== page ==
1. “Questlove’s How Hip-Hop Failed Black America, Part III.” What Happens When Black Loses Its Cool?
“Let’s go back to the word: cool. Cool doesn’t mean a lack of temperature, exactly. It doesn’t mean low affect or indifference. It means cool heat, intensity held in check by reserves of self-possession. Cool is social engagement masquerading as a kind of disengagement. As a result, in any display of cool, there is a slight hint of threat. What if the mask is lifted and the heat released? That threat can be physical or sexual or intellectual, but it’s always felt. Look: That person has power that he or she is not using. Think: What will happen if he or she uses it? React: I don’t exactly know, but I better keep watching to find out. (To step away from black cool for one second into the broader concept of cool, it’s worth noting that reserve is less possible than ever. Think of John F. Kennedy. During his life, there was a gentleman’s agreement to protect his privacy and the office of the president. That permitted cool. These days, privacy has been melted down. Social networking, instant journalism, and culture of humiliation have turned the private-public dynamic more inside out than a Clippers jersey. That hurts cool in general.)”
2. “Things Crashing Into Other Things.” Matt Zoller Seitz on his Superhero Movie Problem.
“The problem isn’t that the movies are product—most movies are product, and always have been—but that they can’t be bothered to pretend they’re not product. That’s the difference between popular art and forgettable mass-produced entertainment: the mass-produced entertainment flaunts its product-ness, then expects us to praise even minor evidence of idiosyncrasy as proof that we are not, in fact, collectively spending billions on product. The marketplace rewards each new superhero movie with a reflexive paroxysm of spending, guaranteeing each $200 million tent pole a boffo US opening that follows a boffo international opening (the new release pattern flips the old one). It’s an entertainment factory in which the audience is both consumer and product. Its purpose is not just to please consumers but to condition and create them.”
3. “YouTube artist on Turner Prize list.” A video artist who uses YouTube clips, a print-maker and an artist who pairs spoken word with photography are among this year’s Turner Prize nominees.
“Duncan Campbell, James Richards, Ciara Phillips and Tris Vonna-Michell are on the shortlist for the prestigious and provocative contemporary art prize. Between them, they employ audio, video, craft and design—but there are no traditional painters or sculptors. The winner, who will receive £25,000, will be named on 1 December. Tate Britain director Penelope Curtis, who chairs the jury, admitted this year’s Turner nominees were ’less well known’ than in previous years. ’They are serious works, they have quite a political or social commitment,’ she said at Thursday’s shortlist announcement.”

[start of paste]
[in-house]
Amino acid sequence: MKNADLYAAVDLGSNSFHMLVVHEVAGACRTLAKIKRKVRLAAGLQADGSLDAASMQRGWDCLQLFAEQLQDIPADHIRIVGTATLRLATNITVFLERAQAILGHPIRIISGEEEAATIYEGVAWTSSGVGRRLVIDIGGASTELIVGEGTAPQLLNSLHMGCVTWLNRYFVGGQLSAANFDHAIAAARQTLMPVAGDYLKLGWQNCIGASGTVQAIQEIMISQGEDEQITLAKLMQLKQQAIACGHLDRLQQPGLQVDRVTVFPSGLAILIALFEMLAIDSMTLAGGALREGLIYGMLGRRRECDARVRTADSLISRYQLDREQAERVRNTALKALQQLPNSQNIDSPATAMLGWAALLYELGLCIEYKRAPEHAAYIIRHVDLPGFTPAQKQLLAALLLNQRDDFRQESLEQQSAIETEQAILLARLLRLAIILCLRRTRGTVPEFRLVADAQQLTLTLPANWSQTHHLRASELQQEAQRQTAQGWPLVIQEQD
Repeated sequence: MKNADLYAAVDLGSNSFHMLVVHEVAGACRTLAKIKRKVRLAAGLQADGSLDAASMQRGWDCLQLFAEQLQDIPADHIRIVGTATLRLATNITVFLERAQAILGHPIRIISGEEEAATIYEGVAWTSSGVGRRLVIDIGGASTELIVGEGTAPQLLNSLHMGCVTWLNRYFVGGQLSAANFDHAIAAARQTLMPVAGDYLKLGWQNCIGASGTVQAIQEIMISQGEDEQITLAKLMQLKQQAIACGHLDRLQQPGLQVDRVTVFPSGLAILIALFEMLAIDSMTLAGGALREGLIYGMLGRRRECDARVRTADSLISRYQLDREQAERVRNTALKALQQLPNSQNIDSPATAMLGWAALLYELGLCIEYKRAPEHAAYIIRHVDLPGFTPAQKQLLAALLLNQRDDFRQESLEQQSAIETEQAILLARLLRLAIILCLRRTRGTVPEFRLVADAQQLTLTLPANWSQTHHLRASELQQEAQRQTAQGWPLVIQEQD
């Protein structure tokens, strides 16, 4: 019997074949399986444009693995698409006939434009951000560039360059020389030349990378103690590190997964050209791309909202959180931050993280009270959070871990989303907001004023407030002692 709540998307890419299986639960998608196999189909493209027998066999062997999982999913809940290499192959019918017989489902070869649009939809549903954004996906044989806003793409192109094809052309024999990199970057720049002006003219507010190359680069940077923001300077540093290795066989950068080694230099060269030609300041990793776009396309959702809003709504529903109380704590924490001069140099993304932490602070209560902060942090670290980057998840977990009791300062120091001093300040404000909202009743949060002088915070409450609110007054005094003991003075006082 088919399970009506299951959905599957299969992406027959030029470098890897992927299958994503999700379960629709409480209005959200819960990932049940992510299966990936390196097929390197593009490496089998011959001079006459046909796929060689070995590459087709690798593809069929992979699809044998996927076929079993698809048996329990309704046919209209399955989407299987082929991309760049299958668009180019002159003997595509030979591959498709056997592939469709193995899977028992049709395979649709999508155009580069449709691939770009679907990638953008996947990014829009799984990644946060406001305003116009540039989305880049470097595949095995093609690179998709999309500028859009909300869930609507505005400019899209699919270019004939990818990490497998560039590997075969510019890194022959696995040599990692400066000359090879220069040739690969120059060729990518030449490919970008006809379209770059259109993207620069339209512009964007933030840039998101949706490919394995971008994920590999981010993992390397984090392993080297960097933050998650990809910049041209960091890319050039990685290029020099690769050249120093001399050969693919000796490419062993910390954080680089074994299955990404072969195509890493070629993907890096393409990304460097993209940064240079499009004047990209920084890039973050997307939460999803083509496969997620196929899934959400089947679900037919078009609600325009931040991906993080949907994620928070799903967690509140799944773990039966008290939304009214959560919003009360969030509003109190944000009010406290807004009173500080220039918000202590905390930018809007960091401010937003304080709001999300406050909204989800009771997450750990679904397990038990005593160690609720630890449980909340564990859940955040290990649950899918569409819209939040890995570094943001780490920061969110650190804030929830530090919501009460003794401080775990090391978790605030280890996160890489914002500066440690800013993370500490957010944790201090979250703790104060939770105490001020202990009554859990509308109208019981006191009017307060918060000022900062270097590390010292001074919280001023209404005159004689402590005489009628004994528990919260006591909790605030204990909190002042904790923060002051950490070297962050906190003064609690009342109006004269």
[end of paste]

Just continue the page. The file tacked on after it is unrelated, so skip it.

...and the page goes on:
4. “The Beauty in Her Sacrifice.” Ian Buruma on the Museum of the Moving Image’s Kenji Mizoguchi retro.
“Mizoguchi’s own life history partly explains his fascination for this type of woman. When his father’s business venture failed, Mizoguchi’s sister was given up for adoption and then sold to a geisha house. He never forgave his father for this, even though he felt no scruples about living off this same sister after she had married a rich man. Mizoguchi was also himself a great patron of brothels and geisha houses. A jealous mistress, who worked as a call girl, once slashed his back with a razor. But he felt so strongly about the awful fate of most women in the pleasure districts that he once stood up in a room full of prostitutes in a VD clinic and begged their forgiveness with tears streaming down his face.”
5. “Putting the Geek to the Plow.” Adam Hobauer on the rise of the superfan/critic.
“It was just over a month ago that Entertainment Weekly announced the simultaneous firings of three of their most prominent staff writers, including founding film critic Owen Gleiberman. Restructuring more than just in house talent, the move cleared the way for the magazine’s new focus on user submitted content through ’The Community’. Since launched, and currently in an introductory beta form, ’The Community’ offers a new platform through which ’superfans’ can add their voices to the pop culture conversation. Though EW’s main page still relies on content from paid senior writers, ’The Community’ currently provides reviews and commentary from a growing army of amateur bloggers. That these supefans’ work will receive little to no compensation is sadly unsurprising. And as one more outlet narrows the number of professional opportunities available to burgeoning writers, it also further muddies the separation between fan and critic, amplifying the reach of a perspective that has long been the norm among online communities. Enabled by the format of the long form video review, it is leading to a new kind of critic, one whose emotional connections supersede their critical faculties, whose ability to analyze is eclipsed by their desire to perform.”
Video of the Day: Tammy gets another trailer:
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